Kurdish languages

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Kurdish languages

Spoken in

ArmeniaArmenia Armenia Azerbaijan Georgia Iran Iraq ( Autonomous Region Kurdistan ) Israel Lebanon Syria ( Rojava ) Turkey
IraqIraq Flag of Kurdistan
SyriaSyria Rojava
speaker 20 to 40 million


Northwest Iranian
  • Kurdish languages
particularities Arabic alphabet in Iraq and Iran , Kurdish-Latin alphabet in Turkey and Syria , Cyrillic in Armenia
Official status
Official language in IraqIraq Iraq

SyriaSyria Syria

Recognized minority /
regional language in
ArmeniaArmenia Armenia Azerbaijan Iran
Language codes
ISO 639 -1


ISO 639 -2


ISO 639-3


  • Kurmanji (Northern Kurdish)
  • Sorani (Central Kurdish)
  • South Kurdish language (South Kurdish)
  • Zaza language
  • Gorani
  • mixed
  • The Kurdish language in neighborhood with other modern Iranian languages:
  • Kurdish
  • Persian
  • Gorani
  • Zazaki
  • The Kurdish languages (own name کوردی kurdî) belong to the northwest group of the Iranian branch of the Indo-European languages. They are mainly spoken in eastern Turkey , northern Syria , northern Iraq, and northwest and western Iran . As a result of migrations in the past few decades, there are also numerous speakers of Kurdish languages ​​in Western Europe, especially in Germany . There are three Kurdish languages ​​or main dialect groups: Kurmanji (Northern Kurdish), Sorani (Central Kurdish ) and Southern Kurdish .

    Kurdish languages

    Kurmanji (Northern Kurdish)

    Kurmanji (Northern Kurdish, Kurdish Kurmancî or Kirmancî ) is the most widespread Kurdish language. It is spoken by around eight to ten million people in Turkey , Syria , Iraq and Iran, as well as in Armenia , Lebanon and some of the former Soviet republics . Northern Kurdish has been written mainly in the Kurdish-Latin alphabet since the 1930s and is currently going through a process of language development .

    Attempts are being made to develop the Botani dialect from Botan in Cizre into the standard language. This dialect was used by Kamuran Bedirxan in the 1920s as the basis for his book on Kurdish grammar. Many Turkish and Arabic loanwords are also being replaced by Kurdish words from other main dialects.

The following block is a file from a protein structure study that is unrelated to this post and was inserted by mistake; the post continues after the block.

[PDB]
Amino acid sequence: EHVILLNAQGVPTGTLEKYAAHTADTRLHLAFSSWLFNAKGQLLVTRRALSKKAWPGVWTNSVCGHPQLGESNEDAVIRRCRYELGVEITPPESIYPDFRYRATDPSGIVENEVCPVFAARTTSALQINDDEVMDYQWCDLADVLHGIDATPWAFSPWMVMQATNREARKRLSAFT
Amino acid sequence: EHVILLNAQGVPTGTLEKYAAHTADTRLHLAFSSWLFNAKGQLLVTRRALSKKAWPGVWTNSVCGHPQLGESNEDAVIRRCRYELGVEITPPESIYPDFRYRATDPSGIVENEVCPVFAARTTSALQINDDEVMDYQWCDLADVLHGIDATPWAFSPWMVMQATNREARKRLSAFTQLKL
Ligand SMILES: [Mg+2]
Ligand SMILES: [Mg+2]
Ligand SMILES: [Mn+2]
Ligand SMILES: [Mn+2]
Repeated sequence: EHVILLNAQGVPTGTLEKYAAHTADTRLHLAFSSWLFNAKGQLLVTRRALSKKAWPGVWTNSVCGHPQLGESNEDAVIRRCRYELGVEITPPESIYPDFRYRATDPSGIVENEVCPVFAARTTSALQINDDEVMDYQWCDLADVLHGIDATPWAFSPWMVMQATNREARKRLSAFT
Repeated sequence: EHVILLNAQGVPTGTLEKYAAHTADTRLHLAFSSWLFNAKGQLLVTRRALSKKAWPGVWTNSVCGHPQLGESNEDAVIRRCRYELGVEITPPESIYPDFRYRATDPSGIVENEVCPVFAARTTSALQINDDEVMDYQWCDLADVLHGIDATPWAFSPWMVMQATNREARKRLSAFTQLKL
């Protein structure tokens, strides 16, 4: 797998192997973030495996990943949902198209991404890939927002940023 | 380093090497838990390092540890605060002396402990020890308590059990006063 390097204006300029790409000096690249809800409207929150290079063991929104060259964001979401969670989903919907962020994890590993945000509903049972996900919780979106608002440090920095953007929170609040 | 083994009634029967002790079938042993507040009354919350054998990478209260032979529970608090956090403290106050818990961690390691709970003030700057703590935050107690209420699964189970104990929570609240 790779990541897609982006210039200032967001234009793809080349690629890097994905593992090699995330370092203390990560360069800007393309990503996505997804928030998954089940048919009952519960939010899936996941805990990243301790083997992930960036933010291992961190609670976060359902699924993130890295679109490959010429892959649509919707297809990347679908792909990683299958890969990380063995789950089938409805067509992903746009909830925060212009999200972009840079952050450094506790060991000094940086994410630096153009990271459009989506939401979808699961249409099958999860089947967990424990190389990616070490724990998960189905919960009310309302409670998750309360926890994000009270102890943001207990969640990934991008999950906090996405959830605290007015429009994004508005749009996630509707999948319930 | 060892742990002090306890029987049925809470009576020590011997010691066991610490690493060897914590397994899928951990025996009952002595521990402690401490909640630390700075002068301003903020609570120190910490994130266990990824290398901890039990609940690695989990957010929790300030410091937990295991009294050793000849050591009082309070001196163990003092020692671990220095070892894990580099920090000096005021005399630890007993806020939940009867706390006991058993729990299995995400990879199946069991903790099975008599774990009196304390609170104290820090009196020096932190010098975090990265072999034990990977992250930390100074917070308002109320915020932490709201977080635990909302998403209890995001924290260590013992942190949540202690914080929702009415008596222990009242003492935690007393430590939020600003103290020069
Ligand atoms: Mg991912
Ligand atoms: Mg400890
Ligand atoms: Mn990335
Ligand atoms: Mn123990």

Examples are B. jiyan "life" (originally from the Sorani verb jiyan "to live"), zanist "science" (from South Kurdish zanist-in "to know") and wêje "literature" ( adapted from South Kurdish wişe "word; said"). The real Kurmanji cognates for these words would be jîn / jiyîn , zanîn and bêj- .


    Sorani (Central Kurdish)

    Sorani (Central Kurdish) is spoken by around five million people in the south of the Kurdistan Autonomous Region and in western Iran. The Arabic script with Persian special characters is mostly used to write the Central Kurdish , but increasingly the Kurdish-Latin alphabet is also used . There is an extensive literary production.

    The expansion of the Sorani is closely linked to the rule of the Baban dynasty of Sulaimaniyya . The economic power of the city spread the central Kurdish in the region and displaced the older Kelhuri and Gorani . Today, Central Kurdish is also used as a source for word creations in Northern Kurdish.

    Dialects and dialects:

    • Hewlêrî (in Arbil ),
    • Pishdarî (south of Erbil)
    • Xaneqînî (in Chanaqin ),
    • Mukrî (in Mukriyan ),
    • Rewandzî (in Rawanduz ),
    • Silêmanî / Soranî / Babanî (in Sulaimaniyya),
    • Erdelanî (in Ardalan ),
    • Sineyî (in Sanandaj ),
    • Warmawa (northeast of Erbil),
    • Germiyanî (in Kirkuk ),
    • Jaffi (spoken by Jaff tribe),
    • Judeo Kurdish (in Kermanshah and Hamadan )

    South Kurdish

    The Südkurdische has many peculiarities and is phonetically older in many ways than the other Kurdish languages. Possibly one can recognize traces of an older Kurdish language class in South Kurdish. Südkurdisch is in western Iran ( Ilam and Kermanshah ) and to the east of northern Iraq ( South Khanaqin , Kirind and Qorwaq) in the lurischen areas Aleschtar, Kuhdescht, Nurabad-e Dolfan and Khorramabad spoken by about four million people. Southern Kurdish was significantly influenced by contact with Persian. The speakers of South Kurdish are predominantly Shiites; many belong to the Ahl-e Haqq religious community .


    • Kelhurî , Kolyai, Kirmanshahi, Garrusi, Sanjabi, Malekshahi, Bayray, Kordali
    • Leki , Biranavendî, Kurdshûlî (in Fars), Shêx Bizinî (in Turkey, especially around Ankara ), Feylî (in Ilam), Silaxûrî and Xacevendî (in Māzandarān )


    Although the three Kurdish languages ​​are somewhat different, there are a number of common features that set them apart from other Iranian languages. According to DN Mackenzie, there is the transition from the postvocal and intervocal Old Iranian * -m- to -v - / - w-, the loss of the first consonant in the consonant groups * -gm-, * -xm- and the reproduction of the Old Iranian * x - Initially with k'- or k-. However, / x / remains in Southern Kurdish (e.g. Kurmanji and Sorani ker. But Southern Kurdish (Kelhuri and Leki) xer "donkey"; Kurmanji kanî. But Southern Kurdish xanî. "Fountain").